Thursday, July 21, 2011

LulzSec, Anonymous warn FBI that they can't be stopped

Out of retirement and back to "work," LulzSec, along with fellow hacker group Anonymous, have expressed displeasure at certain statements made by deputy assistant FBI director Steve Chabinsky in an NPR story. The two groups, in a joint Tweet, said that, despite recent arrests, not only are the two groups not going anywhere, they are not afraid of capture.

The message was pretty clear: you can't stop us. And you can expect more attacks.

It's interesting to note that in late June, LulzSec (full name, Lulz Security) said they were sailing the "Lulz Boat" into the sunset and posted a final dump of data. While not giving a reason for their "retirement," it was speculated at the time that LulzSec was quitting in fear of prosecution.

What set the groups off was a statement by Chabinsky to NPR, one that said: ""We want to send a message that chaos on the Internet is unacceptable, [even if] hackers can be believed to have social causes, it's entirely unacceptable to break into websites and commit unlawful acts."

125 x 125What Chabinsky is talking about are attacks by LulzSec and Anonymous based on issues such as perceived persecution of WikiLeaks, Arizona's anti-immigration SB1070 law, Rupert Murdoch and his empire, and other such incidents. Their recent hacking campaign is called AntiSec. The two groups say it was begun to take on corruption in government and big business.

The post by LulzSec and Anonymous, among other things, cites several things that the two groups themselves find unacceptable. Among them, the post said, are “governments lying to their citizens,” “corporations aiding and conspiring with said governments," and "lobby conglomerates who only follow their agenda to push the profits higher."

It was Tweeted on LulzSec's "official" Twitter feed. The full text was linked, posted on pastebin, and said the following:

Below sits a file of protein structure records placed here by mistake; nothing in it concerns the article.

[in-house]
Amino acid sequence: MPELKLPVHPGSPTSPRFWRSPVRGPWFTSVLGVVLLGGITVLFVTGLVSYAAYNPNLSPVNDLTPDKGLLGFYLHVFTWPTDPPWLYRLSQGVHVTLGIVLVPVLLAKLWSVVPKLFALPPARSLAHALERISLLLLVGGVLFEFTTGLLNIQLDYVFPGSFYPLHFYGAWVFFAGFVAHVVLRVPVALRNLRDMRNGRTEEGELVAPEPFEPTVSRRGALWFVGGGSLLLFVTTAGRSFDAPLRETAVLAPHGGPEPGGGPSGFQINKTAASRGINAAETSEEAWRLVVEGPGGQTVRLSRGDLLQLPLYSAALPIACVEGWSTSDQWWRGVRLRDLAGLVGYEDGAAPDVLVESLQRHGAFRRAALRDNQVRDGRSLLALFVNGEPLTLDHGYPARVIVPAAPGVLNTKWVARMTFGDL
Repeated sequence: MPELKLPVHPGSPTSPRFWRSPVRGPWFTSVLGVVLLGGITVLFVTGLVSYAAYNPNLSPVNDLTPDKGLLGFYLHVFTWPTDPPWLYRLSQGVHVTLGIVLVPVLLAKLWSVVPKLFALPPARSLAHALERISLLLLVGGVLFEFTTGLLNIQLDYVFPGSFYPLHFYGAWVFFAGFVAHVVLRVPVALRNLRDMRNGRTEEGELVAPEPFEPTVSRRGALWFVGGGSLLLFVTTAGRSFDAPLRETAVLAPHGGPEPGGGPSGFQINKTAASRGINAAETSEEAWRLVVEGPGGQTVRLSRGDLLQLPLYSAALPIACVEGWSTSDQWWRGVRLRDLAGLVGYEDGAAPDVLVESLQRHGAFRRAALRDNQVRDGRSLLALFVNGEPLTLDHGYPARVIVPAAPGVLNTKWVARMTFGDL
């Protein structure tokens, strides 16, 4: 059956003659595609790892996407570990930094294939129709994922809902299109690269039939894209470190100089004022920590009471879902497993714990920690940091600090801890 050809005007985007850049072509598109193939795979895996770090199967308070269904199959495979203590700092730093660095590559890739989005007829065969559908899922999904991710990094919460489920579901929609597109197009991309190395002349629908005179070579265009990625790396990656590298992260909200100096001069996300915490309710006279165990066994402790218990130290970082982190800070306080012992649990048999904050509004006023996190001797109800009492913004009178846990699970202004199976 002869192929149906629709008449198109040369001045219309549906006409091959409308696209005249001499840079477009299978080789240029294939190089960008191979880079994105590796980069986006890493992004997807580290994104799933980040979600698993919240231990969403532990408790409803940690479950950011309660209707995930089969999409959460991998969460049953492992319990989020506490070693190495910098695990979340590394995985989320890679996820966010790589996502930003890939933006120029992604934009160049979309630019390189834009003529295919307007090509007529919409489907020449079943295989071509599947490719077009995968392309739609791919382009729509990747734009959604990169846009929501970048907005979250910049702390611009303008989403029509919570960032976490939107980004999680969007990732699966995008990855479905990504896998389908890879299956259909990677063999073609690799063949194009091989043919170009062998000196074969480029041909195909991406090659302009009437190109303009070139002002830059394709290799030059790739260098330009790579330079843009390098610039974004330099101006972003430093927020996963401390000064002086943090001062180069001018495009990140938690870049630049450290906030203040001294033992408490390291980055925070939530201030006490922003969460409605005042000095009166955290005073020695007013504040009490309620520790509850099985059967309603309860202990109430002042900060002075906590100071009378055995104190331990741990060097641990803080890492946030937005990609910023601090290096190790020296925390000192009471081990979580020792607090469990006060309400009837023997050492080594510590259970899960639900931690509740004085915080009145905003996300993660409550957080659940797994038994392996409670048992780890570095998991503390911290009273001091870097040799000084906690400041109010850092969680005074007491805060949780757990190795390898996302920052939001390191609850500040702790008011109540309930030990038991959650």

Hello thar FBI and international law authorities,

We recently stumbled across the following article with amazement and a certain amount of amusement:

http://www.npr.org/2011/07/20/138555799/fbi-arrests-alleged-anonymous-hackers
The statements made by deputy assistant FBI director Steve Chabinsky in this article clearly seem to be directed at Anonymous and Lulz Security, and we are happy to provide you with a response.

You state:
"We want to send a message that chaos on the Internet is unacceptable, [even if] hackers can be believed to have social causes, it's entirely unacceptable to break into websites and commit unlawful acts."
Now let us be clear here, Mr. Chabinsky, while we understand that you and your colleagues may find breaking into websites unacceptable, let us tell you what WE find unacceptable:

  • Governments lying to their citizens and inducing fear and terror to keep them in control by dismantling their freedom piece by piece.
  • Corporations aiding and conspiring with said governments while taking advantage at the same time by collecting billions of funds for federal contracts we all know they can't fulfil.
  • Lobby conglomerates who only follow their agenda to push the profits higher, while at the same time being deeply involved in governments around the world with the only goal to infiltrate and corrupt them enough so the status quo will never change.
These governments and corporations are our enemy. And we will continue to fight them, with all methods we have at our disposal, and that certainly includes breaking into their websites and exposing their lies.

We are not scared any more. Your threats to arrest us are meaningless to us as you cannot arrest an idea. Any attempt to do so will make your citizens more angry until they will roar in one gigantic choir. It is our mission to help these people and there is nothing - absolutely nothing - you can possibly to do make us stop.
"The Internet has become so important to so many people that we have to ensure that the World Wide Web does not become the Wild Wild West."
Let me ask you, good sir, when was the Internet not the Wild Wild West? Do you really believe you were in control of it at any point? You were not.

Kaspersky eStoreThat does not mean that everyone behaves like an outlaw. You see, most people do not behave like bandits if they have no reason to. We become bandits on the Internet because you have forced our hand. The Anonymous bitchslap rings through your ears like hacktivism movements of the 90s. We're back - and we're not going anywhere. Expect us.




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